During the Great War women took on many jobs that had not traditionally been in the purview of the fairer sex, including law enforcement. It was originally envisaged that each force would have a handful of female constables to manage crimes where the victim might not be comfortable speaking to a man. However, as the war progressed and more male constables joined up or were conscripted, the numbers of female constables increased, as did the range of activities they performed. This novel new profession captured the imagination of artists and postcard manufacturers so today we are looking at a postcard of a female police woman:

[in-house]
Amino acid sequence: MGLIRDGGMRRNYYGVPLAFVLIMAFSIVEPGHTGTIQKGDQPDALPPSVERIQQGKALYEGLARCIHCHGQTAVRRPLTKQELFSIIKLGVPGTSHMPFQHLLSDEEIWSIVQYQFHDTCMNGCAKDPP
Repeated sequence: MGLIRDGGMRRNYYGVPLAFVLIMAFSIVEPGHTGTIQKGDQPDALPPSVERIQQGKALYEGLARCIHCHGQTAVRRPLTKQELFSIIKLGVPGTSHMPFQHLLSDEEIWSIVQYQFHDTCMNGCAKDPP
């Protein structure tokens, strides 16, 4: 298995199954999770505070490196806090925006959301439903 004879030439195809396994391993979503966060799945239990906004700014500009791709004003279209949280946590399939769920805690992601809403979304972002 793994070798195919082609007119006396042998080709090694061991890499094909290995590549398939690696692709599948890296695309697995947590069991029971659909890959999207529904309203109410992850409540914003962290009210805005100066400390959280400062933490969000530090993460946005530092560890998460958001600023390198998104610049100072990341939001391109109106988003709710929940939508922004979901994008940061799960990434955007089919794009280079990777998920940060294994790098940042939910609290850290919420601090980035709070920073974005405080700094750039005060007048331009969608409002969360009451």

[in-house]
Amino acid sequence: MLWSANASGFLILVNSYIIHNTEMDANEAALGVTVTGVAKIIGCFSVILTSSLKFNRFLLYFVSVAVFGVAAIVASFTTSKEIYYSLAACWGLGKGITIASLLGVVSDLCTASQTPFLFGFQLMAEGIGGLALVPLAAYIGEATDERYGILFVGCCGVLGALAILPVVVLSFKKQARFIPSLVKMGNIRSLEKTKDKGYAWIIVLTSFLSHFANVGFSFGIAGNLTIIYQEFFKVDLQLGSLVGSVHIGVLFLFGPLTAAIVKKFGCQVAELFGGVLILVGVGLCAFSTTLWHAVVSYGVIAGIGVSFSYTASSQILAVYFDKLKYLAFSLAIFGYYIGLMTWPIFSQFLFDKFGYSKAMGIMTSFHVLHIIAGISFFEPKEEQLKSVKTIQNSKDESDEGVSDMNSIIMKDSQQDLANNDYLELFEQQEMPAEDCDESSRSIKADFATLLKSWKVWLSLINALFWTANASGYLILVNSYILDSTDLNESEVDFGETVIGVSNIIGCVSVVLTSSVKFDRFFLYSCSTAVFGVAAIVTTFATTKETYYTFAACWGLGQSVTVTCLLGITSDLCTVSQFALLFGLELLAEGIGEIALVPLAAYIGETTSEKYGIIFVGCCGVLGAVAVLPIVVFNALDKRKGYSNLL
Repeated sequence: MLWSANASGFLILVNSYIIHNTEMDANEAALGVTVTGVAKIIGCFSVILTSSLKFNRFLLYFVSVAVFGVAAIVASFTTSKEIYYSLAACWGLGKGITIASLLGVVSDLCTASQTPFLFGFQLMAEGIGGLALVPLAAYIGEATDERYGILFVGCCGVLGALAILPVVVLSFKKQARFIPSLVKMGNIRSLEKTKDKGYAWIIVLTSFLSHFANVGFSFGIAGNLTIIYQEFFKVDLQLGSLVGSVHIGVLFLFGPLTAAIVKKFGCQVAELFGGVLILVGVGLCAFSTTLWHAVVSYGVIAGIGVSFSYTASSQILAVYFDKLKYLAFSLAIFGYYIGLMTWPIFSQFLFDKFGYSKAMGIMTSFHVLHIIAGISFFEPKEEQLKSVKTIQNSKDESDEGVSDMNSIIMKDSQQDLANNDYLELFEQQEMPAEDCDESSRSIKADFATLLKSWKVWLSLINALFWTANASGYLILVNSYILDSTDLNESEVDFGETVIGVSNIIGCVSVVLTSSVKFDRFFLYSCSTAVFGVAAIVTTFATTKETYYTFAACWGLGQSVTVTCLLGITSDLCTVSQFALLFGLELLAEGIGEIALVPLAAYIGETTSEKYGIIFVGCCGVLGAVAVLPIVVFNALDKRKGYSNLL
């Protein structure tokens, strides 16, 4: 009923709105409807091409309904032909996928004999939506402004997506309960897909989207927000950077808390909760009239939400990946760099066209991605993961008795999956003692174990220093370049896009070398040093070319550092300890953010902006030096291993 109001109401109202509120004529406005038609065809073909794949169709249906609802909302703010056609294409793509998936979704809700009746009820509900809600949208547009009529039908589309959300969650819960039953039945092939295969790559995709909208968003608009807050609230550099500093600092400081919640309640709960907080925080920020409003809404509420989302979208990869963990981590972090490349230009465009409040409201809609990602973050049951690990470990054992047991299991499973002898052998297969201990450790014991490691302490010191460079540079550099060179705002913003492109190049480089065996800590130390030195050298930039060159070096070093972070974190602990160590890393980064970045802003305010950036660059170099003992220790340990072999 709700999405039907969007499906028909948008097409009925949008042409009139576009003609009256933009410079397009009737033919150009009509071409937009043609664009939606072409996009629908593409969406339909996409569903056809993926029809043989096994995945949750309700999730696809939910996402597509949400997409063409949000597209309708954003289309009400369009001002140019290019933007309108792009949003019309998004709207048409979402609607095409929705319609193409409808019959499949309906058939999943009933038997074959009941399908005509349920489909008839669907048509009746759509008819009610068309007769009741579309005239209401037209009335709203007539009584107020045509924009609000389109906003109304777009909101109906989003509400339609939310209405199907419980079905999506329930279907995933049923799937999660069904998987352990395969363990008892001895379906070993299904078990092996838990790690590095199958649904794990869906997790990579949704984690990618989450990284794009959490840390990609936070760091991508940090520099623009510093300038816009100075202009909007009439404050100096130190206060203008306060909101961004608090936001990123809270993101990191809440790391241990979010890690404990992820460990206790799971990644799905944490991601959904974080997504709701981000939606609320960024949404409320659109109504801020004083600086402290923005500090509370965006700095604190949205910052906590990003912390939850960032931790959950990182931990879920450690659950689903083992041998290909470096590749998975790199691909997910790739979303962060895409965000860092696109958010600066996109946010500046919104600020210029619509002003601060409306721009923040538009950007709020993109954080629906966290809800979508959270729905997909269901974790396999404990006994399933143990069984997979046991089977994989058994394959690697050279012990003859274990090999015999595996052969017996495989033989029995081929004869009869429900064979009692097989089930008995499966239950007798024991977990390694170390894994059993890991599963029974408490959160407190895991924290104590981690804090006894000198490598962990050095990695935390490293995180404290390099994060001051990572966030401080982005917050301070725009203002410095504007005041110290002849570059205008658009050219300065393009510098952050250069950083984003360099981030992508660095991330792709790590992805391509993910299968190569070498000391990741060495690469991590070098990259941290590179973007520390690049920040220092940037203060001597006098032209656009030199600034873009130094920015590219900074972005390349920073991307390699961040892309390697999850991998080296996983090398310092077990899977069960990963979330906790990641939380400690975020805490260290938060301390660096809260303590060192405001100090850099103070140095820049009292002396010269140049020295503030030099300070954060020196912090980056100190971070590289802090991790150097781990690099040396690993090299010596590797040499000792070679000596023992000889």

The illustration is stylised, but the fundamentals of the uniform, with its long skirt, boots, full jacket is broadly accurate. The male helmet, however, was more commonly replaced with a broad brimmed floppy hat:
Female police numbers would drop again in the interwar period, but the principle had been established and most forces retained a female section from this point forward, numbers again increasing in the Second World War and the latter half of the twentieth century.